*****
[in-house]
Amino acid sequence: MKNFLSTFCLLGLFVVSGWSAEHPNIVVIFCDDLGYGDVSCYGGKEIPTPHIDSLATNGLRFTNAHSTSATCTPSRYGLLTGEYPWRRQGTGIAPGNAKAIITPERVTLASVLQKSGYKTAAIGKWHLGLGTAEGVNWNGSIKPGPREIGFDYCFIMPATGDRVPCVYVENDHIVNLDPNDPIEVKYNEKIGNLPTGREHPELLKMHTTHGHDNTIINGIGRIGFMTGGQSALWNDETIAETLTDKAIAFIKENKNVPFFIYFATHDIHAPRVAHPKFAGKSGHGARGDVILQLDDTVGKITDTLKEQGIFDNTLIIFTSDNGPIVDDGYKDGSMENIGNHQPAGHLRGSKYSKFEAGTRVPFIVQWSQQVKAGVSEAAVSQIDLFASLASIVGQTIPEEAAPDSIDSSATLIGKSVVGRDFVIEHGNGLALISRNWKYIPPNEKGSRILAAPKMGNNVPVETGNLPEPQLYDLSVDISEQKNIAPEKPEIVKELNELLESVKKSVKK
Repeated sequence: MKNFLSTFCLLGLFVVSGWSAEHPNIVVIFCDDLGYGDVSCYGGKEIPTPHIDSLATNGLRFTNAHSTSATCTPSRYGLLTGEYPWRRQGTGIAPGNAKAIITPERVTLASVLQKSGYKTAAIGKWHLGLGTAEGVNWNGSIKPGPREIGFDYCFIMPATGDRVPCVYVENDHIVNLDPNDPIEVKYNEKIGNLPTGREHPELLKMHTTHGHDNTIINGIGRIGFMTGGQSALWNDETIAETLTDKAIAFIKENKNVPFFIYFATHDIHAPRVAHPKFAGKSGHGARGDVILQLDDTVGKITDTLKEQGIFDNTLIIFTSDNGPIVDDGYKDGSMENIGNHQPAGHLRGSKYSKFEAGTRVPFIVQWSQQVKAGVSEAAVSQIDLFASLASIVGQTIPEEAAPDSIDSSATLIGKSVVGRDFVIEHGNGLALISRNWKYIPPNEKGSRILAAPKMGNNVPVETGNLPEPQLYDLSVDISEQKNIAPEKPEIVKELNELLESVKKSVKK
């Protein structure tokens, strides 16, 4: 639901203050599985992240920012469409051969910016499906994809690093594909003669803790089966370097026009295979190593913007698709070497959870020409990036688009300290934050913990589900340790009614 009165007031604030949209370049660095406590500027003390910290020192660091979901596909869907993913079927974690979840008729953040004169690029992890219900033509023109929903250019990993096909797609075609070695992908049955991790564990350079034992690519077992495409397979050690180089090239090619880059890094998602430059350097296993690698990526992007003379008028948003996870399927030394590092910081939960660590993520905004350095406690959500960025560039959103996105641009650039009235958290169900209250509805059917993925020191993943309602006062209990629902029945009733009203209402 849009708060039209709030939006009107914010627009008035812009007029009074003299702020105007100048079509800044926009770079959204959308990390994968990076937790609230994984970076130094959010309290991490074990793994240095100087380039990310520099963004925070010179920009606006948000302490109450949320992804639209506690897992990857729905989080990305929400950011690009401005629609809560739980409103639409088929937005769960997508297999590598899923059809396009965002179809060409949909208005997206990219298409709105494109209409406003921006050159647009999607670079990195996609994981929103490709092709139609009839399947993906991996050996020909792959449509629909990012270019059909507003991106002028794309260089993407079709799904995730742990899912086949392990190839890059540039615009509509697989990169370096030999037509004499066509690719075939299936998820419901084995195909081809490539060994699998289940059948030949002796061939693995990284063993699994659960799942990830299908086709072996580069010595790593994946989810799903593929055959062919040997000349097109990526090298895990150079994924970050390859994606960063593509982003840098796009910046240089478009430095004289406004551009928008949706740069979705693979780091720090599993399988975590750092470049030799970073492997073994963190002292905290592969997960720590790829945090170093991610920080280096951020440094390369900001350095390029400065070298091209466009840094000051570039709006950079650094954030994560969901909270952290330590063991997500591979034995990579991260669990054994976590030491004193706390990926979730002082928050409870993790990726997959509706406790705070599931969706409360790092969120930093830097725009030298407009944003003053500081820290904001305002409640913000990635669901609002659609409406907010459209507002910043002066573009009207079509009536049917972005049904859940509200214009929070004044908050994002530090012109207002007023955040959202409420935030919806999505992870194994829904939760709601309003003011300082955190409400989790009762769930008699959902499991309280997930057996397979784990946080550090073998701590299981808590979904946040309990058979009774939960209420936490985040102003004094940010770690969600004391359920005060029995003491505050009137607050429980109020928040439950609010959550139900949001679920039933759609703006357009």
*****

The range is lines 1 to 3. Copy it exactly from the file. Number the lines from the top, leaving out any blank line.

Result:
[in-house]
Amino acid sequence: MKNFLSTFCLLGLFVVSGWSAEHPNIVVIFCDDLGYGDVSCYGGKEIPTPHIDSLATNGLRFTNAHSTSATCTPSRYGLLTGEYPWRRQGTGIAPGNAKAIITPERVTLASVLQKSGYKTAAIGKWHLGLGTAEGVNWNGSIKPGPREIGFDYCFIMPATGDRVPCVYVENDHIVNLDPNDPIEVKYNEKIGNLPTGREHPELLKMHTTHGHDNTIINGIGRIGFMTGGQSALWNDETIAETLTDKAIAFIKENKNVPFFIYFATHDIHAPRVAHPKFAGKSGHGARGDVILQLDDTVGKITDTLKEQGIFDNTLIIFTSDNGPIVDDGYKDGSMENIGNHQPAGHLRGSKYSKFEAGTRVPFIVQWSQQVKAGVSEAAVSQIDLFASLASIVGQTIPEEAAPDSIDSSATLIGKSVVGRDFVIEHGNGLALISRNWKYIPPNEKGSRILAAPKMGNNVPVETGNLPEPQLYDLSVDISEQKNIAPEKPEIVKELNELLESVKKSVKK
Repeated sequence: MKNFLSTFCLLGLFVVSGWSAEHPNIVVIFCDDLGYGDVSCYGGKEIPTPHIDSLATNGLRFTNAHSTSATCTPSRYGLLTGEYPWRRQGTGIAPGNAKAIITPERVTLASVLQKSGYKTAAIGKWHLGLGTAEGVNWNGSIKPGPREIGFDYCFIMPATGDRVPCVYVENDHIVNLDPNDPIEVKYNEKIGNLPTGREHPELLKMHTTHGHDNTIINGIGRIGFMTGGQSALWNDETIAETLTDKAIAFIKENKNVPFFIYFATHDIHAPRVAHPKFAGKSGHGARGDVILQLDDTVGKITDTLKEQGIFDNTLIIFTSDNGPIVDDGYKDGSMENIGNHQPAGHLRGSKYSKFEAGTRVPFIVQWSQQVKAGVSEAAVSQIDLFASLASIVGQTIPEEAAPDSIDSSATLIGKSVVGRDFVIEHGNGLALISRNWKYIPPNEKGSRILAAPKMGNNVPVETGNLPEPQLYDLSVDISEQKNIAPEKPEIVKELNELLESVKKSVKK